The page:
The aim of this paper is to examine the different compensation principles for the compulsory acquisition of leasehold land in Australia to see if leasehold landowners are treated fairly. The compensation principles in Hong Kong are used to contrast the Australian ones. It is well known that Australia was a former British colony and has a common law legal system. Hong Kong was also a former British colony and has a common law legal system. What is important is that Hong Kong has a leasehold land tenure system. The compensation principles in Hong Kong, like Australia, are developed from the early compensation principles in Britain;

they are thus good comparables for contrasting the Australian ones. A conclusion is provided at the end of the paper.

Overview of land tenure system in Australia Being a former British colony, Australia has inherited common law and land tenure system from Britain. Private land in Australia may be held under freehold or leasehold titles. Land may also be held subject to native title, i.e. the traditional land rights of the Aboriginal people resurrected by the High Court’s decision in the case of Mabo and Others-v-The State of Queensland (No2) (1992) 107 ALR 1 (Sutton, 1996, Van Hattem, 1997). Table 1 below shows the category of private land in the country.

–  –  –

Source: Geoscience Australia, 2007 Australian Capital Territory (ACT) is the only jurisdiction in the country that has an exclusive leasehold land tenure system (Forster, 2000, ACTPLA, 2005). Land is generally disposed of by the government on 99-year leases. Subject to the payment of a fee, lessees will be granted a new lease towards the end of the lease term if the land is not required by either the Territory or Commonwealth for public purposes (ACTPLA, 2005). Under ss. 171 & 172 of Land (Planning and Environment) Act 1991 (ACT), if the term of a further lease (residential and leases other than residential or rural) is not longer than the term of the existing lease, the fee payable must not be more than the cost of granting the lease.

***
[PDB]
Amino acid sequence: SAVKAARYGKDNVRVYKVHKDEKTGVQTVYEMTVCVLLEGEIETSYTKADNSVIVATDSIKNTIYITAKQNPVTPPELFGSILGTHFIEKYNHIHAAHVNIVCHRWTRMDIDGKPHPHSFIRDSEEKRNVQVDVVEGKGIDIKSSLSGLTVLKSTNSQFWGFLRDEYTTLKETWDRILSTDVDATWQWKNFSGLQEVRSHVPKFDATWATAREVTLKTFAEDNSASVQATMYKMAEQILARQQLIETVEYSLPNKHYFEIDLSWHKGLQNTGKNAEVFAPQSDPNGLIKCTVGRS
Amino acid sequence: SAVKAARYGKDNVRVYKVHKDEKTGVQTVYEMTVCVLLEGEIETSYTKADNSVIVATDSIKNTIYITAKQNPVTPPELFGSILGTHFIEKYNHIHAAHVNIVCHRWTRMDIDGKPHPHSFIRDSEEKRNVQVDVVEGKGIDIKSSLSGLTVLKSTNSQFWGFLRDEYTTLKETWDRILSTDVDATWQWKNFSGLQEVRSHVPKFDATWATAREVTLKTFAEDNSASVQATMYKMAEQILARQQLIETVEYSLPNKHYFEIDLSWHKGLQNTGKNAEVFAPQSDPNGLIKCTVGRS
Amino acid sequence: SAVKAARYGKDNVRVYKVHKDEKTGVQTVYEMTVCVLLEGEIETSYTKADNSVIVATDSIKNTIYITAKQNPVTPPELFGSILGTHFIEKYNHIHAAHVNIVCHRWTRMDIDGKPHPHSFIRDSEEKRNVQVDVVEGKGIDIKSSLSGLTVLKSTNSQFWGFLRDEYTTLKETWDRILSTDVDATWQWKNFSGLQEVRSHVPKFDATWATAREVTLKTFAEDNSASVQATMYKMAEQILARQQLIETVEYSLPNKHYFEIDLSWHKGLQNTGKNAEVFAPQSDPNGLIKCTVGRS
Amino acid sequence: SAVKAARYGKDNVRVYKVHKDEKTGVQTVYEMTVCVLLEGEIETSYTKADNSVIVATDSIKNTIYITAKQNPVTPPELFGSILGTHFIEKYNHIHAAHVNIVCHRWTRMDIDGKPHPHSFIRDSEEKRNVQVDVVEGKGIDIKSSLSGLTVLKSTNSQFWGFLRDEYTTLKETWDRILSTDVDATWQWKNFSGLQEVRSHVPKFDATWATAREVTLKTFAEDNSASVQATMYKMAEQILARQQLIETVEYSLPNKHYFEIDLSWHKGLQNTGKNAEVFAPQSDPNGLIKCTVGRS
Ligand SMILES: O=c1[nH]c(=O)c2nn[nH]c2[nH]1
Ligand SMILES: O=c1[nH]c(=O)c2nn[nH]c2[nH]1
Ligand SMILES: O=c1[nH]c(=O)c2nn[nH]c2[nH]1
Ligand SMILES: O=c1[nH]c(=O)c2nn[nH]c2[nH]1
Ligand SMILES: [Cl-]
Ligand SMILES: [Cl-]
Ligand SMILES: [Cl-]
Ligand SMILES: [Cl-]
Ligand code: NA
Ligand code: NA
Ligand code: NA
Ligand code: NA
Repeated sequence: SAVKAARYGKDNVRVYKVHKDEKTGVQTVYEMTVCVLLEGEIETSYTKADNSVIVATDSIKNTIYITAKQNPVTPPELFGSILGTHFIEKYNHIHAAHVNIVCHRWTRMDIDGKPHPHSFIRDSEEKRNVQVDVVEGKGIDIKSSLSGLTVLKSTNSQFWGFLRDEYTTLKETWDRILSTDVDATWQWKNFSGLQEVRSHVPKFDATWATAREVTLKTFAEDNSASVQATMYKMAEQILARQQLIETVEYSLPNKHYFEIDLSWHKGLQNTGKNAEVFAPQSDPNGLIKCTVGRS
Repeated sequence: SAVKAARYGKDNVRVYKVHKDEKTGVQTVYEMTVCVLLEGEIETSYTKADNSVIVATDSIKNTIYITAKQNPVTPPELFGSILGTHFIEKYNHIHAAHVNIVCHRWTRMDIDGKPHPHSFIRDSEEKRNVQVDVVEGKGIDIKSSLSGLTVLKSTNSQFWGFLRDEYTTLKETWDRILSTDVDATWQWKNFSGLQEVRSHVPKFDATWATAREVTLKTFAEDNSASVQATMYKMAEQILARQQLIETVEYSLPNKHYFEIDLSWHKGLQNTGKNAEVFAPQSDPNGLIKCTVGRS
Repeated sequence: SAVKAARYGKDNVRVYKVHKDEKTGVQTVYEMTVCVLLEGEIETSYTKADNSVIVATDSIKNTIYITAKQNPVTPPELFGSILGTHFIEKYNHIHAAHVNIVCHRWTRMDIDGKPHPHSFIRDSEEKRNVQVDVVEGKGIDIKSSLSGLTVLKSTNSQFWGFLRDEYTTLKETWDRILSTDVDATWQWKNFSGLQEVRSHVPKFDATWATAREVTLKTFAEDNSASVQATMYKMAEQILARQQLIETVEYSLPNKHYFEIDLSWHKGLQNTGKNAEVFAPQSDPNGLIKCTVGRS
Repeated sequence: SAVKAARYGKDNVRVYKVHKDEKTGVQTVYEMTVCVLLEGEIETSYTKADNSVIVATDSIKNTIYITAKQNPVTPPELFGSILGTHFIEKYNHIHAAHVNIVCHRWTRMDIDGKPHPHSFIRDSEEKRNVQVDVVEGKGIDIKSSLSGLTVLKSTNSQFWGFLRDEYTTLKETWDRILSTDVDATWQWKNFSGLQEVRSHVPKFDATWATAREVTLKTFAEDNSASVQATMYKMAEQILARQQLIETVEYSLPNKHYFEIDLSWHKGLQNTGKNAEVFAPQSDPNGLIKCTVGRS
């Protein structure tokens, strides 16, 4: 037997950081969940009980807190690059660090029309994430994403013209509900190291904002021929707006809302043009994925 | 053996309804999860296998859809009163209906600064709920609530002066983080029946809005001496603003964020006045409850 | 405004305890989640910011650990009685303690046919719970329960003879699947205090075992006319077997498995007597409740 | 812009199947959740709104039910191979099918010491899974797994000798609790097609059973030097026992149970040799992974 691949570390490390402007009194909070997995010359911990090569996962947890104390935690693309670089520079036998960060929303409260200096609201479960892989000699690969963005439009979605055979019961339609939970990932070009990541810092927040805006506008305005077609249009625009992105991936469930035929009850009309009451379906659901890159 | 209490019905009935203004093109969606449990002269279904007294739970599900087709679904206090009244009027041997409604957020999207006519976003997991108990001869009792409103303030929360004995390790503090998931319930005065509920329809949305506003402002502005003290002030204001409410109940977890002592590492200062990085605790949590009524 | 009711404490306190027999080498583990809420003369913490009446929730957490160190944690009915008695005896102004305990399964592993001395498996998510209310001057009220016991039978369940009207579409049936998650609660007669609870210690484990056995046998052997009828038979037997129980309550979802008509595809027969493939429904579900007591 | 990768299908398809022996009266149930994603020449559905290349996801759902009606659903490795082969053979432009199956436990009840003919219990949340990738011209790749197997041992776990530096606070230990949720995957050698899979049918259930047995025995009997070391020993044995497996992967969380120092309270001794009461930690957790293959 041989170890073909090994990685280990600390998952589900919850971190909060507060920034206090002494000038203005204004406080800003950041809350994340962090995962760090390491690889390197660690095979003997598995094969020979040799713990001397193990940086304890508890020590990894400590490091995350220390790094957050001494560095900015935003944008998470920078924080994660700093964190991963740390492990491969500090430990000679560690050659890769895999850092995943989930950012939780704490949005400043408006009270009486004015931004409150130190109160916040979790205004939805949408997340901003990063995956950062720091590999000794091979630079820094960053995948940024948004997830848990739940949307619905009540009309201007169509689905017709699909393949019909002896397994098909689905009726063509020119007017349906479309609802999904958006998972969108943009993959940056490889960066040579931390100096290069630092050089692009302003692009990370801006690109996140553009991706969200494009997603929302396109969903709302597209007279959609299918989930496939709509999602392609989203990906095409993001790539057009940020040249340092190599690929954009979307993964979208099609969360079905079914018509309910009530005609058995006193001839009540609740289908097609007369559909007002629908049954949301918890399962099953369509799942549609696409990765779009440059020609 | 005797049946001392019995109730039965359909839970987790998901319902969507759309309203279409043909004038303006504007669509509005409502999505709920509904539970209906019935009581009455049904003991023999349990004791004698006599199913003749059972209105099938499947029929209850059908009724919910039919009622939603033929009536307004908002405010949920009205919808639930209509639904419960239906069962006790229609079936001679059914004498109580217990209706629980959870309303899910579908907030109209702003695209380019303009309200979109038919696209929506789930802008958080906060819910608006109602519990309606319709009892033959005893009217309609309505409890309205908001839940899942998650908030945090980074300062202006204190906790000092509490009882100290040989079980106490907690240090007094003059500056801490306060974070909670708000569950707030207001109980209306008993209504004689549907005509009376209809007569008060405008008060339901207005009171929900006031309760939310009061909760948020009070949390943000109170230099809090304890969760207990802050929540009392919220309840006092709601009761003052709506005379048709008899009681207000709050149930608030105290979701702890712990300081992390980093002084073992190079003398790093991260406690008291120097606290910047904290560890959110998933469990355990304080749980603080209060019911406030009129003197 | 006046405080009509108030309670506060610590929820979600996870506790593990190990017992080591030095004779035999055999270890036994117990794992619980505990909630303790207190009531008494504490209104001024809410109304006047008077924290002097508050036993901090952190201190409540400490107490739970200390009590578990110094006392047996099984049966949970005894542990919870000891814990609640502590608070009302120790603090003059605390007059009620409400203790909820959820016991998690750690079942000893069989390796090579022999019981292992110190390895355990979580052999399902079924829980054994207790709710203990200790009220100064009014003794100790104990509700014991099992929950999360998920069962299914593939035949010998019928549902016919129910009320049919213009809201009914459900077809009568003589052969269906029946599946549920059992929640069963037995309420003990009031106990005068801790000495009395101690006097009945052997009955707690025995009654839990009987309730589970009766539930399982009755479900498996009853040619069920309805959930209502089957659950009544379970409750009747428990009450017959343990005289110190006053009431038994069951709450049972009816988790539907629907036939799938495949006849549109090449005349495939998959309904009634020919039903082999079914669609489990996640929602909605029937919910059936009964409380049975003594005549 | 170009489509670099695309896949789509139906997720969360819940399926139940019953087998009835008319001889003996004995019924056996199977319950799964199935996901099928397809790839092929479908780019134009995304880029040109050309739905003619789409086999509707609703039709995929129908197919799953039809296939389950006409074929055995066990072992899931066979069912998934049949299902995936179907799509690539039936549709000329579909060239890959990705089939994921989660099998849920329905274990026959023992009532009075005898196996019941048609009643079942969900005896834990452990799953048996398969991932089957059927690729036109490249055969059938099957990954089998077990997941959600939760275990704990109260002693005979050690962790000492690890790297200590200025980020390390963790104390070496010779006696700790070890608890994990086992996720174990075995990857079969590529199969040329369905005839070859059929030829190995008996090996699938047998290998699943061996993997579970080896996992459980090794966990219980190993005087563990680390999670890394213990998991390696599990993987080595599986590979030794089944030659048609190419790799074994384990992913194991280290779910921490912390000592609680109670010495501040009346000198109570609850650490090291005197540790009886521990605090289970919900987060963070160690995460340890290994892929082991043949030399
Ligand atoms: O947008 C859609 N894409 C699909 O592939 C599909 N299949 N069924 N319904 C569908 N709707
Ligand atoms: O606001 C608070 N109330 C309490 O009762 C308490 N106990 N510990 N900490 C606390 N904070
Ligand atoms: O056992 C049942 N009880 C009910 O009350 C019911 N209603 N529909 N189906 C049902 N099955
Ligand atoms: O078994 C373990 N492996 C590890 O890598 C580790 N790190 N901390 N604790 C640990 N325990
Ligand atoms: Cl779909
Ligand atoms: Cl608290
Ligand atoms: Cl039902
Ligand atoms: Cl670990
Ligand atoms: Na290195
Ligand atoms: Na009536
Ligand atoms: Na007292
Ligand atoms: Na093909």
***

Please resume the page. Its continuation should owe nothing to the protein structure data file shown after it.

While freehold land tenure system prevails in other jurisdictions, the States and Territory governments may also dispose of surplus Crown land by long leases or perpetual leases. In New South Wales, perpetual lease holders have a right under the Crown Lands (Continued Tenures) Act 1989 to convert perpetual leases into freehold titles subject to the payment of a purchase price.

Overview of Australian compensation principles In Australia, compensation for compulsory land acquisition is not based on common law. This fact has been verified in various court decisions including Kozaris v Roads Corporation [1991] 1 VR 237 at 239, in which Gobbo J commented that “compensation for compulsory land acquisition is a matter of statutory entitlement and does not rest on common law”. The compensation principles are written in the statutes and are continuously being fine-tuned by court rulings.

The principle of ‘just terms’ compensation is provided in s. 51(xxxi) of Australian Constitution which provides that the Commonwealth may only acquire property on ‘just terms’). Just terms compensation is also enforced in NSW under the Land Acquisition (Just Terms Compensation) Act 1991 (Brown, 2004, Commonwealth of Australia, 1980, Hyam 2004, Jacobs, 1998). However, the meaning of ‘just terms’ is not defined in the Constitution or any other legislation. In general, ‘just terms’ compensation is assumed to be achieved if the assessment is made according to the ‘value to the owner’ principle.